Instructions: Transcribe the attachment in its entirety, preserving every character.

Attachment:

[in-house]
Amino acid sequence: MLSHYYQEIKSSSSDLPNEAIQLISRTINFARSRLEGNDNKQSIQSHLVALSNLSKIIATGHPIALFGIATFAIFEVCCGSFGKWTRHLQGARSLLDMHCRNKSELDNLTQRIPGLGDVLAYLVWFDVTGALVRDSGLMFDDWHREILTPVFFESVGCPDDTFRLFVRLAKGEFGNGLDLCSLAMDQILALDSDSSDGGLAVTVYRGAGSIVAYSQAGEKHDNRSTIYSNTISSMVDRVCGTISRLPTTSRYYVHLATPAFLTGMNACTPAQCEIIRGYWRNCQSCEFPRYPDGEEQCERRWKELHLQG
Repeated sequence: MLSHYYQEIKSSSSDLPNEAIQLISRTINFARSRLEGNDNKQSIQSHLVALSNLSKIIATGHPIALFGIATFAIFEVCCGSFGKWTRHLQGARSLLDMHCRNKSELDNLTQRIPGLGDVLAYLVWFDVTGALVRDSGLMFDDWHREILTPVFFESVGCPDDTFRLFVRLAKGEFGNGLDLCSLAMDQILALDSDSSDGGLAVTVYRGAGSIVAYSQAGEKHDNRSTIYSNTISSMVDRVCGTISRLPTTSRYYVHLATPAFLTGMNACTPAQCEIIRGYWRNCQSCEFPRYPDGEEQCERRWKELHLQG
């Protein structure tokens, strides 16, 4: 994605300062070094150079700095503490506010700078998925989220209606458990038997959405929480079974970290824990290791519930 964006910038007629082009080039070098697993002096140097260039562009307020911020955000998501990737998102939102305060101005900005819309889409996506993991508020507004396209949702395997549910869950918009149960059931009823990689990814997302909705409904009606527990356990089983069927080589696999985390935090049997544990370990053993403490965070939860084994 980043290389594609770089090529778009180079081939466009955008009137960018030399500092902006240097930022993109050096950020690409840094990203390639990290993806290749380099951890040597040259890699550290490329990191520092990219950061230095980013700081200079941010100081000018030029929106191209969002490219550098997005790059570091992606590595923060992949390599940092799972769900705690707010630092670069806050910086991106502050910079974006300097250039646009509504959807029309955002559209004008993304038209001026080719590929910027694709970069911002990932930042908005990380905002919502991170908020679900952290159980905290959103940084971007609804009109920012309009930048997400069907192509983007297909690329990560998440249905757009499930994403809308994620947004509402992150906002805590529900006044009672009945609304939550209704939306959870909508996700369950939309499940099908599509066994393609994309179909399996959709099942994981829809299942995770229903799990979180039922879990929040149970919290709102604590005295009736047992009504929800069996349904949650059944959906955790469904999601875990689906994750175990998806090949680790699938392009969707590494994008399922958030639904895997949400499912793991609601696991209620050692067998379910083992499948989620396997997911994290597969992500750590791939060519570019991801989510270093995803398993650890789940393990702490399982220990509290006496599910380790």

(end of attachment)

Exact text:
[in-house]
Amino acid sequence: MLSHYYQEIKSSSSDLPNEAIQLISRTINFARSRLEGNDNKQSIQSHLVALSNLSKIIATGHPIALFGIATFAIFEVCCGSFGKWTRHLQGARSLLDMHCRNKSELDNLTQRIPGLGDVLAYLVWFDVTGALVRDSGLMFDDWHREILTPVFFESVGCPDDTFRLFVRLAKGEFGNGLDLCSLAMDQILALDSDSSDGGLAVTVYRGAGSIVAYSQAGEKHDNRSTIYSNTISSMVDRVCGTISRLPTTSRYYVHLATPAFLTGMNACTPAQCEIIRGYWRNCQSCEFPRYPDGEEQCERRWKELHLQG
Repeated sequence: MLSHYYQEIKSSSSDLPNEAIQLISRTINFARSRLEGNDNKQSIQSHLVALSNLSKIIATGHPIALFGIATFAIFEVCCGSFGKWTRHLQGARSLLDMHCRNKSELDNLTQRIPGLGDVLAYLVWFDVTGALVRDSGLMFDDWHREILTPVFFESVGCPDDTFRLFVRLAKGEFGNGLDLCSLAMDQILALDSDSSDGGLAVTVYRGAGSIVAYSQAGEKHDNRSTIYSNTISSMVDRVCGTISRLPTTSRYYVHLATPAFLTGMNACTPAQCEIIRGYWRNCQSCEFPRYPDGEEQCERRWKELHLQG
């Protein structure tokens, strides 16, 4: 994605300062070094150079700095503490506010700078998925989220209606458990038997959405929480079974970290824990290791519930 964006910038007629082009080039070098697993002096140097260039562009307020911020955000998501990737998102939102305060101005900005819309889409996506993991508020507004396209949702395997549910869950918009149960059931009823990689990814997302909705409904009606527990356990089983069927080589696999985390935090049997544990370990053993403490965070939860084994 980043290389594609770089090529778009180079081939466009955008009137960018030399500092902006240097930022993109050096950020690409840094990203390639990290993806290749380099951890040597040259890699550290490329990191520092990219950061230095980013700081200079941010100081000018030029929106191209969002490219550098997005790059570091992606590595923060992949390599940092799972769900705690707010630092670069806050910086991106502050910079974006300097250039646009509504959807029309955002559209004008993304038209001026080719590929910027694709970069911002990932930042908005990380905002919502991170908020679900952290159980905290959103940084971007609804009109920012309009930048997400069907192509983007297909690329990560998440249905757009499930994403809308994620947004509402992150906002805590529900006044009672009945609304939550209704939306959870909508996700369950939309499940099908599509066994393609994309179909399996959709099942994981829809299942995770229903799990979180039922879990929040149970919290709102604590005295009736047992009504929800069996349904949650059944959906955790469904999601875990689906994750175990998806090949680790699938392009969707590494994008399922958030639904895997949400499912793991609601696991209620050692067998379910083992499948989620396997997911994290597969992500750590791939060519570019991801989510270093995803398993650890789940393990702490399982220990509290006496599910380790």